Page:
The Federal Reserve has a dual legal mandate: to keep prices stable and to maximize sustainable employment. This week, the central bank is going to take a controversial step Fed officials hope will help eventually achieve both.
On Wednesday afternoon, at the end of a two-day meeting, the Fed's top policymaking group, the Federal Open Market Committee, is expected to announce resumption of purchases of longer-term Treasury securities, probably worth at least $1 trillion, according to estimates. The goal is to lower interest rates on private as well as government securities and in the process spur faster economic growth and reduce stubbornly high unemployment.
The long anticipated move, dubbed quantitative easing, or QE2, because it would be the second round of such purchases, is controversial for several reasons. Among other things, foreign officials are concerned about the effect on the value of the dollar and its impact on trade.
Since longer-term interest rates are already very low, even Fed Chairman Ben S. Bernanke isn’t sure how much difference the added large-scale purchases will make. The earlier round of Fed buying of about $1.7 trillion worth of Treasury and mortgage-backed securities that ended earlier this year did reduce rates, particularly those on home mortgages, but the lower rates led to only modest gains in the beleaguered housing market.
Opposition to QE2
Some members of the FOMC, particularly Thomas M. Hoenig, president of the Kansas City Federal Reserve Bank, oppose the move for fear it may lead to unacceptably high inflation and new asset price bubbles down the road. Other officials have expressed concern that such a large expansion of the Fed's $2.3 trillion balance sheet would make it more difficult for the central bank to pull back the extraordinary supply of cash in the banking system when economic conditions improve again.
"One disadvantage of asset purchases relative to conventional monetary policy is that we have much less experience in judging the economic effects of this policy instrument, which makes it challenging to determine the appropriate quantity and pace of purchases and to communicate this policy response to the public," Bernanke acknowledged in a mid-October speech.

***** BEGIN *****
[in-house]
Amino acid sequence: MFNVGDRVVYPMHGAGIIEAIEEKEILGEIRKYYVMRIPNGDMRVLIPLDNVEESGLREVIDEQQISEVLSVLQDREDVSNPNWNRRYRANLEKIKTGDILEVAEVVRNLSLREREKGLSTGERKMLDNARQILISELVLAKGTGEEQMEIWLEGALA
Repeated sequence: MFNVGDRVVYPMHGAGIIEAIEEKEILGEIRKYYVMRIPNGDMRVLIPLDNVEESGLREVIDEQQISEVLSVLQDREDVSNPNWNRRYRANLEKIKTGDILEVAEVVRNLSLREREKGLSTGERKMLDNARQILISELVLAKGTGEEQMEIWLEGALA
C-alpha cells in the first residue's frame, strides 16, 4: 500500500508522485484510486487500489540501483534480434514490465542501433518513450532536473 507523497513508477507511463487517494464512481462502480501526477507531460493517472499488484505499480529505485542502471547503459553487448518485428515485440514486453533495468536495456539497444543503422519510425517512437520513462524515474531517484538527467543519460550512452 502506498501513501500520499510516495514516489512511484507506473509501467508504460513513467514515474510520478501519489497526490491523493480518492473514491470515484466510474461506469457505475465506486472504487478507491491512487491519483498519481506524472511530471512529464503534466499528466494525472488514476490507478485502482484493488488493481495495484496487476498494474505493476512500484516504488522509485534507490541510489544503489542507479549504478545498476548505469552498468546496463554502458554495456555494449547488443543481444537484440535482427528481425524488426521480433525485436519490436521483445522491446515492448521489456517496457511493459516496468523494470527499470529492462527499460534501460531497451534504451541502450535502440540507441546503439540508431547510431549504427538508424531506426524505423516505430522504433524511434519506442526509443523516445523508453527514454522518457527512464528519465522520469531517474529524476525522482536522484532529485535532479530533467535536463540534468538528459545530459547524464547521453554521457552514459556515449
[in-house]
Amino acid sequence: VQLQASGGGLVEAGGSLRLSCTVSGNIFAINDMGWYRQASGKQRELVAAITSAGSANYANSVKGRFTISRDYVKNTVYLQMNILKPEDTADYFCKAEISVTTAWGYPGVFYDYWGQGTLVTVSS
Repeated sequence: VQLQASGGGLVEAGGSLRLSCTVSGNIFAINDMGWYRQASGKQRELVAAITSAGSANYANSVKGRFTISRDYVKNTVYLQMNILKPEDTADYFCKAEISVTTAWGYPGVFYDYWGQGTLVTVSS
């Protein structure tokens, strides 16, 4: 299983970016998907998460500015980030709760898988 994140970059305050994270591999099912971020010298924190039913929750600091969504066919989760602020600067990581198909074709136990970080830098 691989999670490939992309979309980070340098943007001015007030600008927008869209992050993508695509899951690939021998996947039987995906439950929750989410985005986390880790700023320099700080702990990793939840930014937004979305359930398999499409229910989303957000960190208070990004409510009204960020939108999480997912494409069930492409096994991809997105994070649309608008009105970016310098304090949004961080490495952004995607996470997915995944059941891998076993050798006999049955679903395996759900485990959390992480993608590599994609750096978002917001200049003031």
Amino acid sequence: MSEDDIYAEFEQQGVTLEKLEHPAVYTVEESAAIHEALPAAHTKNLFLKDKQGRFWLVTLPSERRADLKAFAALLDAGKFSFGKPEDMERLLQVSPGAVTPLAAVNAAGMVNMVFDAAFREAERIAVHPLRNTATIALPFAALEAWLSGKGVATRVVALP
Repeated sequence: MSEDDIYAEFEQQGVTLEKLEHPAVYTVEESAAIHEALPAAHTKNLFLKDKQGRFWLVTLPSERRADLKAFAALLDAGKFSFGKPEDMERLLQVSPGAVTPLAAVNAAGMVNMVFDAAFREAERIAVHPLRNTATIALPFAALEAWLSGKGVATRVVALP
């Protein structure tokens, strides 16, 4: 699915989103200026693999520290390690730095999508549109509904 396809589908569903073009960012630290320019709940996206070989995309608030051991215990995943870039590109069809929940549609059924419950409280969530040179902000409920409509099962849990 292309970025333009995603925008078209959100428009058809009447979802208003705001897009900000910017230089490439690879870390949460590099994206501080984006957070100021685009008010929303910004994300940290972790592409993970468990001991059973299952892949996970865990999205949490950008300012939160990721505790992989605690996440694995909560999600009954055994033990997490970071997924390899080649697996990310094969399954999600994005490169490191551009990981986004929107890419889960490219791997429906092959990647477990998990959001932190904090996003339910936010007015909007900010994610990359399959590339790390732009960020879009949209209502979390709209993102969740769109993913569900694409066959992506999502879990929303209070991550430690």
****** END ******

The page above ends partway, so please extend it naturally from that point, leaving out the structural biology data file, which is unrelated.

And then there are the loud complaints from some foreign officials that Fed action to cut interest rates will unfairly devalue an already weak U.S. dollar, which would cheapen U.S. exports. The complaints are coming primarily from countries such as Germany, China, South Korea and Russia that have trade surpluses they want to keep.
According to Fed indexes of the dollar's value compared to groups of foreign currencies, the dollar last month was virtually the same as it was one, two and even three years ago. Super-low U.S. interest rates already have generated large flows of capital into some emerging market countries, driving up the local currency and hurting exports, officials say.
However, in the last few weeks, the dollar has dropped about 3 percent in response to the widespread expectation of Fed action. A weaker dollar could make U.S. exports more competitive on world markets, but that's not the primary purpose of what the Fed is doing.
Alessandro Giraudo, chief economist at Tradition Securities and Futures in Paris, said in an interview via email, "If the dollar goes down, this is only a secondary effect of a monetary policy decision meant at supporting a sliding economy." Besides, he added, "any recovery and possible strength of the U.S. economy may be very useful and helpful to support the world economy, for countries with and without trade surpluses."
In short, the complaints about the dollar are not likely to influence the outcome of the FOMC meeting, and the foreign officials undoubtedly understand that. Most likely, their comments have been intended to challenge Treasury Secretary Timothy Geithner's efforts to persuade nations with large surpluses that they have an obligation to correct such imbalances just as much as nations, including the United States, which have large deficits.
Edwin M. "Ted" Truman, a former director of the Fed Board's Division of International Affairs who is a senior fellow at the Peterson Institute of International Economics*, said recently that the Chinese "have been able to use this criticism to some degree to deflect the currency debate into a debate about U.S. monetary policy." He added, however, that foreign criticism shouldn’t prevent the Fed from making the Treasury purchases, which he called "a reasonably sensible policy."